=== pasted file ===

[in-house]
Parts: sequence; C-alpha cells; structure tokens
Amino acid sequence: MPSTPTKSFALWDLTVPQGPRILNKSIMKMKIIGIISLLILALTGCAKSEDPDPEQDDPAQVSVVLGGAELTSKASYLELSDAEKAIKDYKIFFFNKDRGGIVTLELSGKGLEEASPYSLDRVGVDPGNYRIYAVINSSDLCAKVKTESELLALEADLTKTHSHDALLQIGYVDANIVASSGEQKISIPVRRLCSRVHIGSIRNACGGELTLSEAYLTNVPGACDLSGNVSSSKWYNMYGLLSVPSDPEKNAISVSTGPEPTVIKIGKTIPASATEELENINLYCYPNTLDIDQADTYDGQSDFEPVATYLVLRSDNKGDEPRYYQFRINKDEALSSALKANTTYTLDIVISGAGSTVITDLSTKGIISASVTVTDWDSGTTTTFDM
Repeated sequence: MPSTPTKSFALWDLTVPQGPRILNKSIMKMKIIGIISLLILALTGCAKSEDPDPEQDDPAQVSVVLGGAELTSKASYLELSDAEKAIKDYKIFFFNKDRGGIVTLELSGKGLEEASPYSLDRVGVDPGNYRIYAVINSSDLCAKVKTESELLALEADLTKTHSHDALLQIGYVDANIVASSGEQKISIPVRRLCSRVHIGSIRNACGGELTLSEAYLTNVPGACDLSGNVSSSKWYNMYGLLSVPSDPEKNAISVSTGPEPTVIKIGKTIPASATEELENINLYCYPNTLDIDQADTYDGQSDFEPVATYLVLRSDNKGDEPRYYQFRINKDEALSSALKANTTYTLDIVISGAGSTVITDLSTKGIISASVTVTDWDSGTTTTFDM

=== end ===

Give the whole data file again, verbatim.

[in-house]
Parts: sequence; C-alpha cells; structure tokens
Amino acid sequence: MPSTPTKSFALWDLTVPQGPRILNKSIMKMKIIGIISLLILALTGCAKSEDPDPEQDDPAQVSVVLGGAELTSKASYLELSDAEKAIKDYKIFFFNKDRGGIVTLELSGKGLEEASPYSLDRVGVDPGNYRIYAVINSSDLCAKVKTESELLALEADLTKTHSHDALLQIGYVDANIVASSGEQKISIPVRRLCSRVHIGSIRNACGGELTLSEAYLTNVPGACDLSGNVSSSKWYNMYGLLSVPSDPEKNAISVSTGPEPTVIKIGKTIPASATEELENINLYCYPNTLDIDQADTYDGQSDFEPVATYLVLRSDNKGDEPRYYQFRINKDEALSSALKANTTYTLDIVISGAGSTVITDLSTKGIISASVTVTDWDSGTTTTFDM
Repeated sequence: MPSTPTKSFALWDLTVPQGPRILNKSIMKMKIIGIISLLILALTGCAKSEDPDPEQDDPAQVSVVLGGAELTSKASYLELSDAEKAIKDYKIFFFNKDRGGIVTLELSGKGLEEASPYSLDRVGVDPGNYRIYAVINSSDLCAKVKTESELLALEADLTKTHSHDALLQIGYVDANIVASSGEQKISIPVRRLCSRVHIGSIRNACGGELTLSEAYLTNVPGACDLSGNVSSSKWYNMYGLLSVPSDPEKNAISVSTGPEPTVIKIGKTIPASATEELENINLYCYPNTLDIDQADTYDGQSDFEPVATYLVLRSDNKGDEPRYYQFRINKDEALSSALKANTTYTLDIVISGAGSTVITDLSTKGIISASVTVTDWDSGTTTTFDM